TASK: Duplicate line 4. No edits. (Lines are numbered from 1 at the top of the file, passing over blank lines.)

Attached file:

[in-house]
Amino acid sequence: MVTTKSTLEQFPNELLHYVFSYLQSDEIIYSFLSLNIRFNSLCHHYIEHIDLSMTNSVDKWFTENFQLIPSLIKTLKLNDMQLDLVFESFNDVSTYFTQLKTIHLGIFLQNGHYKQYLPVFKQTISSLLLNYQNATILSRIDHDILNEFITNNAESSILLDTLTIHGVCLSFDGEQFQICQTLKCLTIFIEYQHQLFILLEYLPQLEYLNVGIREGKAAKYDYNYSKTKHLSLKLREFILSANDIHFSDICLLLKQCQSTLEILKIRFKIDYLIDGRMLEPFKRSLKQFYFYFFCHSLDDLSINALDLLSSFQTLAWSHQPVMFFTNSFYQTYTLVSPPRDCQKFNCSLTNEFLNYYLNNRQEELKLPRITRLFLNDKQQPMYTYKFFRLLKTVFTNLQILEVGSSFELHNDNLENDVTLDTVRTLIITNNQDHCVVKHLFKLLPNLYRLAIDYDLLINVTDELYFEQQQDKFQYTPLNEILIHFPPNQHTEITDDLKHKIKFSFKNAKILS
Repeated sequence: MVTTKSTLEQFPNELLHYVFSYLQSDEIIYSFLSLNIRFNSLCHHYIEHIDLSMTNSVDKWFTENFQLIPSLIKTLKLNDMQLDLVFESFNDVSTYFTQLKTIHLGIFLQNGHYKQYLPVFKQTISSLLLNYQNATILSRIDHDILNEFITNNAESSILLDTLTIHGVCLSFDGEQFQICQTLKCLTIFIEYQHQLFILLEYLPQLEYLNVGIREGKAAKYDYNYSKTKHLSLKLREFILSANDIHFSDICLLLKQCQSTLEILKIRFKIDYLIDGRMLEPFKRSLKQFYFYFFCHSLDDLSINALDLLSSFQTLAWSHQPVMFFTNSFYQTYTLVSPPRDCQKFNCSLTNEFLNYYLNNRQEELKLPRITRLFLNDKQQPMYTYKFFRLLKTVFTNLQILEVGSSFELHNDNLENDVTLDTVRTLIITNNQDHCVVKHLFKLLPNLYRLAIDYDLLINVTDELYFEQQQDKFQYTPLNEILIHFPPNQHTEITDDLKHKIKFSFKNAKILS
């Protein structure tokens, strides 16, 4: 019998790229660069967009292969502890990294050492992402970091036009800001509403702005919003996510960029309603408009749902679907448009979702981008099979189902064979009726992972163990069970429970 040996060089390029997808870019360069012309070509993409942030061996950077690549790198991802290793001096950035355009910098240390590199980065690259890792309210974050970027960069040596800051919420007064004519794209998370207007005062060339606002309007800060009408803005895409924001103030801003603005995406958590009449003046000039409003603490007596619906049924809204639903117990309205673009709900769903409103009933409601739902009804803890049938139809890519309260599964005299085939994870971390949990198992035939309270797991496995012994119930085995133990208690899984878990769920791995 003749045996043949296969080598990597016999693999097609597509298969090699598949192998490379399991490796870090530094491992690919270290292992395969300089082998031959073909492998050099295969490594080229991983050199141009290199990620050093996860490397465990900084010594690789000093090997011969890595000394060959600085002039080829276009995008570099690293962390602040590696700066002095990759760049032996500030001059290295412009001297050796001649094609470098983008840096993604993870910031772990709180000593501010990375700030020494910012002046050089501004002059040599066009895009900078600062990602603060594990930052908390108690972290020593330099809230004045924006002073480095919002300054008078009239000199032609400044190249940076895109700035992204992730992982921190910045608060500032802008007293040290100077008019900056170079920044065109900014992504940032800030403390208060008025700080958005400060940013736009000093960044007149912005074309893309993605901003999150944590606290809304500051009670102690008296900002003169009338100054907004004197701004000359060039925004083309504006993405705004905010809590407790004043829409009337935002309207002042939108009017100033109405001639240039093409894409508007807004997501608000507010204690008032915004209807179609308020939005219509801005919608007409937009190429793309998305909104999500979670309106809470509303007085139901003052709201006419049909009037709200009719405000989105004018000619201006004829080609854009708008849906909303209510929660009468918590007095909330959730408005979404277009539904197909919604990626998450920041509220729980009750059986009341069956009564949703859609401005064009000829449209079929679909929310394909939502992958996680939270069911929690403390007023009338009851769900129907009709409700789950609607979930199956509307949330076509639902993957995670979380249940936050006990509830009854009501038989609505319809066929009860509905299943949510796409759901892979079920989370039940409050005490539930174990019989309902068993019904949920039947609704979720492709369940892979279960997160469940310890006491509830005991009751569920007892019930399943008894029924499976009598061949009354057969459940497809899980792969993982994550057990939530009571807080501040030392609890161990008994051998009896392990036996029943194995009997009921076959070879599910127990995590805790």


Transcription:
């Protein structure tokens, strides 16, 4: 019998790229660069967009292969502890990294050492992402970091036009800001509403702005919003996510960029309603408009749902679907448009979702981008099979189902064979009726992972163990069970429970 040996060089390029997808870019360069012309070509993409942030061996950077690549790198991802290793001096950035355009910098240390590199980065690259890792309210974050970027960069040596800051919420007064004519794209998370207007005062060339606002309007800060009408803005895409924001103030801003603005995406958590009449003046000039409003603490007596619906049924809204639903117990309205673009709900769903409103009933409601739902009804803890049938139809890519309260599964005299085939994870971390949990198992035939309270797991496995012994119930085995133990208690899984878990769920791995 003749045996043949296969080598990597016999693999097609597509298969090699598949192998490379399991490796870090530094491992690919270290292992395969300089082998031959073909492998050099295969490594080229991983050199141009290199990620050093996860490397465990900084010594690789000093090997011969890595000394060959600085002039080829276009995008570099690293962390602040590696700066002095990759760049032996500030001059290295412009001297050796001649094609470098983008840096993604993870910031772990709180000593501010990375700030020494910012002046050089501004002059040599066009895009900078600062990602603060594990930052908390108690972290020593330099809230004045924006002073480095919002300054008078009239000199032609400044190249940076895109700035992204992730992982921190910045608060500032802008007293040290100077008019900056170079920044065109900014992504940032800030403390208060008025700080958005400060940013736009000093960044007149912005074309893309993605901003999150944590606290809304500051009670102690008296900002003169009338100054907004004197701004000359060039925004083309504006993405705004905010809590407790004043829409009337935002309207002042939108009017100033109405001639240039093409894409508007807004997501608000507010204690008032915004209807179609308020939005219509801005919608007409937009190429793309998305909104999500979670309106809470509303007085139901003052709201006419049909009037709200009719405000989105004018000619201006004829080609854009708008849906909303209510929660009468918590007095909330959730408005979404277009539904197909919604990626998450920041509220729980009750059986009341069956009564949703859609401005064009000829449209079929679909929310394909939502992958996680939270069911929690403390007023009338009851769900129907009709409700789950609607979930199956509307949330076509639902993957995670979380249940936050006990509830009854009501038989609505319809066929009860509905299943949510796409759901892979079920989370039940409050005490539930174990019989309902068993019904949920039947609704979720492709369940892979279960997160469940310890006491509830005991009751569920007892019930399943008894029924499976009598061949009354057969459940497809899980792969993982994550057990939530009571807080501040030392609890161990008994051998009896392990036996029943194995009997009921076959070879599910127990995590805790």